No matter how much expert knowledge one has of a certain destination, there’s always room for improvement. More than 80 tour guides gathered in Baška town on Krk island to gain more insight into the renowned historical sites
We’re only halfway into the month of March, yet the preparations for the upcoming season are well underway. New luxury hotels and camps are under construction, hotel groups are actively working on employing hundreds of seasonal workers… everyone is getting ready for the first inflow of tourists we can expect a month of two from now.
One particular group of tourism workers often goes unmentioned in this context, and it’s only right we give them some love. You know who else is busy preparing for the season apart from accommodation providers, hotel staff and waiters? Tour guides.
Tour guides, an incredible group of people who come from all walks of life. You’ll meet historians and art historians, teachers and college professors, legal experts, economists… And while their professional backgrounds might vary, they all share a common trait: a passion for sharing their impressive knowledge to make sure you have a well-rounded visit to Croatia and leave with some pleasant memories. Travelling to a country you haven’t visited before can make for a challenging feat at times. And yes, it’s fairly easy to turn on your GPS these days and get plenty of information on your destination online, but no search engine can replace an experienced professional who will help you get around and serve you with loads of interesting facts and memorable anecdotes along the way.
Tour guides are also champions of the life-long learning concept. After a thousand visits to the Plitvice Lakes or Dubrovnik, it might seem anyone would certainly know all there is to know about a destination, right? Well, not exactly – destinations are transforming and developing constantly, and tourism professionals are required to keep up with those changes. There’s also the added factor of an unpredictable audience, as there’s a good chance every group of tourists will have at least one curious member who will keep dishing out questions on dates and names and whatever else comes to mind. Tour guides can’t really afford to serve an ‘I don’t know’ as an answer, so they constantly build on their knowledge, expanding their factual treasure trove with new information so nothing could surprise them.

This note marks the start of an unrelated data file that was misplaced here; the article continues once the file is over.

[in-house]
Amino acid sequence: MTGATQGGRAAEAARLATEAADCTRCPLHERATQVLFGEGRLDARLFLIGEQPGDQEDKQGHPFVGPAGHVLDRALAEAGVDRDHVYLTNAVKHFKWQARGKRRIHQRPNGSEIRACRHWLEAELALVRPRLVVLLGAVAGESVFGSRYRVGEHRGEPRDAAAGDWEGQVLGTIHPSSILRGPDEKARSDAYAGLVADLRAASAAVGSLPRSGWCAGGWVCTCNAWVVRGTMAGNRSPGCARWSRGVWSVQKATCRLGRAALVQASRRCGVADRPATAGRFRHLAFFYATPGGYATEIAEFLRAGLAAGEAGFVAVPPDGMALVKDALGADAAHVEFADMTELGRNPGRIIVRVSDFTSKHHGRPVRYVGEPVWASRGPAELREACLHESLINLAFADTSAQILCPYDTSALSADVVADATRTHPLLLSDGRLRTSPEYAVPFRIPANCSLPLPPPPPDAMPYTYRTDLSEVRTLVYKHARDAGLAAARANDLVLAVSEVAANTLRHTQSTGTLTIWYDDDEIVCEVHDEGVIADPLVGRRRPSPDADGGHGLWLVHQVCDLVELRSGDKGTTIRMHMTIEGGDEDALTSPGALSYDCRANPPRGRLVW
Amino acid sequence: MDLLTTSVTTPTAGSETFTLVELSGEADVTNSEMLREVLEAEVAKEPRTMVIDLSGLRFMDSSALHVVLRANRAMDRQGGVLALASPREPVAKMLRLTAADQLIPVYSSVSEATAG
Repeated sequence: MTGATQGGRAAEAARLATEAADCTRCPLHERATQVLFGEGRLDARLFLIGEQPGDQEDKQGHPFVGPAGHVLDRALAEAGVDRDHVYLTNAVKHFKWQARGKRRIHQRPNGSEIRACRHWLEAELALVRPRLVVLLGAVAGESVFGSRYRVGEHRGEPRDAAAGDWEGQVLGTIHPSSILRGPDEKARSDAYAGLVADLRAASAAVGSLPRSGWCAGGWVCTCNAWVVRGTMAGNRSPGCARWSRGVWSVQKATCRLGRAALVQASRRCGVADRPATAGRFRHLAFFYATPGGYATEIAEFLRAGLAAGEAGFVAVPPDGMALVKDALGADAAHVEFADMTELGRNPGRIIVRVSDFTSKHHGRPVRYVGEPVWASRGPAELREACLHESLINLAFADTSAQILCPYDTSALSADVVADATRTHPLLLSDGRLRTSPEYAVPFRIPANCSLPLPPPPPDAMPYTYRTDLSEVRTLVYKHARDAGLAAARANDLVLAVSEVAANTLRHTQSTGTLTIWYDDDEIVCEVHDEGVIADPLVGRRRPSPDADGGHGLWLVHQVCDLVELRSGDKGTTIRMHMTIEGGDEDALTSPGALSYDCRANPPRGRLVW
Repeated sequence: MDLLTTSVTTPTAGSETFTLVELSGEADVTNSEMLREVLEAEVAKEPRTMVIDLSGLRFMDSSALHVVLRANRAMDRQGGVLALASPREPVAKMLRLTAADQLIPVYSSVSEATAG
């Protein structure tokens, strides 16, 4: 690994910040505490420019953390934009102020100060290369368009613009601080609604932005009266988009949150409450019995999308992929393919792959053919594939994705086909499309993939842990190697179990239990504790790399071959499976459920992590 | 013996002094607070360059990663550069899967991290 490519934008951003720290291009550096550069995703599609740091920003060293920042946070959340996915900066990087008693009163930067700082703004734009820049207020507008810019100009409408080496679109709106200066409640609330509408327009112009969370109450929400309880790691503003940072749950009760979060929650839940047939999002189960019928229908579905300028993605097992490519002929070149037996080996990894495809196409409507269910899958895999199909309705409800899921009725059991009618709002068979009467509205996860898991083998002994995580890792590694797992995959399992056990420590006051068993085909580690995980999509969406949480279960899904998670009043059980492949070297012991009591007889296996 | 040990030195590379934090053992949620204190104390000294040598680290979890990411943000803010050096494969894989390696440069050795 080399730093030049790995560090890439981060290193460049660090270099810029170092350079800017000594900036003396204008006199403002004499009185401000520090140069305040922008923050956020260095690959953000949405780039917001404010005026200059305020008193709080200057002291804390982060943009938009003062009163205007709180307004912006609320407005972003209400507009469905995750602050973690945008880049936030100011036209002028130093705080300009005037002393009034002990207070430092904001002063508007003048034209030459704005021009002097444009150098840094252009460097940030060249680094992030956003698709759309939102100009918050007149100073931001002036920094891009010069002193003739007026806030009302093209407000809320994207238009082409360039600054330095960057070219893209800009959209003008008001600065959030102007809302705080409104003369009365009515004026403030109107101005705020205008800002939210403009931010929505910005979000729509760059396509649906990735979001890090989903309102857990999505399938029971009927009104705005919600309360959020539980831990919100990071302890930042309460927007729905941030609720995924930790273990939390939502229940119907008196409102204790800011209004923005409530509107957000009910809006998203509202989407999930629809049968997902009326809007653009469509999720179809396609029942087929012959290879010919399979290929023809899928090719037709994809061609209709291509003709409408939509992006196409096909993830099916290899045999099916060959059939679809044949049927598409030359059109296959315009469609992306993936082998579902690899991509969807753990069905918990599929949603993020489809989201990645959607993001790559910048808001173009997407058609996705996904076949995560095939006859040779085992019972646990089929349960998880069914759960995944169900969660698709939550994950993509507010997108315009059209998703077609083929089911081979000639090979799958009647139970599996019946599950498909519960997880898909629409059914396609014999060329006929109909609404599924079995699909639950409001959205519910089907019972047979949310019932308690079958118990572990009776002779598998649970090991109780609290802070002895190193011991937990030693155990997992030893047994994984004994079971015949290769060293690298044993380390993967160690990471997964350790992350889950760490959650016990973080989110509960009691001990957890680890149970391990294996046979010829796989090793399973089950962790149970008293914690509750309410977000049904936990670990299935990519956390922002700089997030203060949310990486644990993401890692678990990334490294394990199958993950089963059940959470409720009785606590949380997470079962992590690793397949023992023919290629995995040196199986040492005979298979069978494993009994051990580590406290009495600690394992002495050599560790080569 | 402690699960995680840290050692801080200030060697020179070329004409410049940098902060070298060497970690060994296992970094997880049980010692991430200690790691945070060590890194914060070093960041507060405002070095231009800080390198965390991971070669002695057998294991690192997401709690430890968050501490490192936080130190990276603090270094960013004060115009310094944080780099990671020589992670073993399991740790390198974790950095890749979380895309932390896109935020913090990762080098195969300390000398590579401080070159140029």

Tour guides gathering in the church of St. Lucy in Jurandvor
And so as the season approaches, the guides are getting ready as well, attending some of the purposely prepared educational lectures and tours of prominent tourist destinations on the Adriatic coast. One such programme took place on Krk island last week, gathering tour guides from Kvarner in the island town of Baška for the fourth year in a row.
Following a number of lectures on the towns of Krk, Omišalj and Malinska, the guides attended a tour of Baška, led by renowned archaeologist and curator at the Maritime and History Museum in Rijeka, Ranko Starac. He got them better acquainted with ancient, early Christian and medieval monuments preserved in the area, headed by the famous Baška tablet – a stone slab dating to 1100 and bearing an inscription in the Glagolitic alphabet.
Church of St. Lucy in Jurandvor / replica of the Baška tablet on the left
While the original is kept at the Croatian Academy of Arts and Sciences in Zagreb, a replica was installed in the church of St. Lucy in Jurandvor where the slab was first discovered in the 19th century. Baška tablet is considered one of the most important Croatian monuments and historical sources – the inscription is the first document to ever mention the name Croatia in the Croatian language.
While the Baška tablet made the church in Jurandvor a fairly popular location owing to its historical significance, the Baška area is home to several other distinguished sites which have not yet been properly introduced as parts of tourist itineraries. Our guides will be prepared nonetheless, having visited the remnants of the early Christian basilica at the site Mirine, and the archaeological site at the chapel of St. Mark in Baška.
Mosaics in front of the chapel St. Mark
This short recap is just a simple reminder that a guide’s work is never done. They strive to learn and expand their knowledge year after year, using their spare time for professional growth and improvement. All so they could provide their guests with quality content only, so the next time you book a guided tour in Croatia, remember all the effort behind your guide’s expertise – and rest assured you’re in good hands.